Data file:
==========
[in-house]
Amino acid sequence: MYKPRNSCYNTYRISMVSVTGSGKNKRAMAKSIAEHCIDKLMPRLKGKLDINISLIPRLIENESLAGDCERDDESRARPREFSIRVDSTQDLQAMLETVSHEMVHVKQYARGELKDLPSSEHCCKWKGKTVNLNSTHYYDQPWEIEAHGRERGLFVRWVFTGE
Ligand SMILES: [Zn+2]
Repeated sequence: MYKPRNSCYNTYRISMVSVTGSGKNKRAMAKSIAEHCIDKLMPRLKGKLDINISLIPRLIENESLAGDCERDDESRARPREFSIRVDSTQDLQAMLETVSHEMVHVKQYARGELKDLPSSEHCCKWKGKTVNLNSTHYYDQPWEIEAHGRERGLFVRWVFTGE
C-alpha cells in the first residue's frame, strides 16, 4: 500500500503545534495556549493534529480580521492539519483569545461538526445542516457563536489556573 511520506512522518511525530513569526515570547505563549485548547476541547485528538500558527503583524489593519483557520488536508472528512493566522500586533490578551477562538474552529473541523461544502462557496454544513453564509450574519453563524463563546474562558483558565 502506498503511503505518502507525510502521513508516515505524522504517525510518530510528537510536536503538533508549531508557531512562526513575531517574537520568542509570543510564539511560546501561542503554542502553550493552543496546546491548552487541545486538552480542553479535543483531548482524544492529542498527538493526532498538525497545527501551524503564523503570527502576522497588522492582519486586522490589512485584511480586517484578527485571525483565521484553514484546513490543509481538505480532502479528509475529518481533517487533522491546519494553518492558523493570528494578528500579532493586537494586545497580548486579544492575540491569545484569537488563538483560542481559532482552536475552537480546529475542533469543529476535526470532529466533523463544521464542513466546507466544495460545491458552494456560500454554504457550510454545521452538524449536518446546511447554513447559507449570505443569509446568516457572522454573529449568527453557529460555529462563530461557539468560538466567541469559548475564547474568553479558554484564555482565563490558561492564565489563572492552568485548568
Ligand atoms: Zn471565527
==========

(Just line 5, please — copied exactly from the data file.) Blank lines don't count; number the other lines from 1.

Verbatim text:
C-alpha cells in the first residue's frame, strides 16, 4: 500500500503545534495556549493534529480580521492539519483569545461538526445542516457563536489556573 511520506512522518511525530513569526515570547505563549485548547476541547485528538500558527503583524489593519483557520488536508472528512493566522500586533490578551477562538474552529473541523461544502462557496454544513453564509450574519453563524463563546474562558483558565 502506498503511503505518502507525510502521513508516515505524522504517525510518530510528537510536536503538533508549531508557531512562526513575531517574537520568542509570543510564539511560546501561542503554542502553550493552543496546546491548552487541545486538552480542553479535543483531548482524544492529542498527538493526532498538525497545527501551524503564523503570527502576522497588522492582519486586522490589512485584511480586517484578527485571525483565521484553514484546513490543509481538505480532502479528509475529518481533517487533522491546519494553518492558523493570528494578528500579532493586537494586545497580548486579544492575540491569545484569537488563538483560542481559532482552536475552537480546529475542533469543529476535526470532529466533523463544521464542513466546507466544495460545491458552494456560500454554504457550510454545521452538524449536518446546511447554513447559507449570505443569509446568516457572522454573529449568527453557529460555529462563530461557539468560538466567541469559548475564547474568553479558554484564555482565563490558561492564565489563572492552568485548568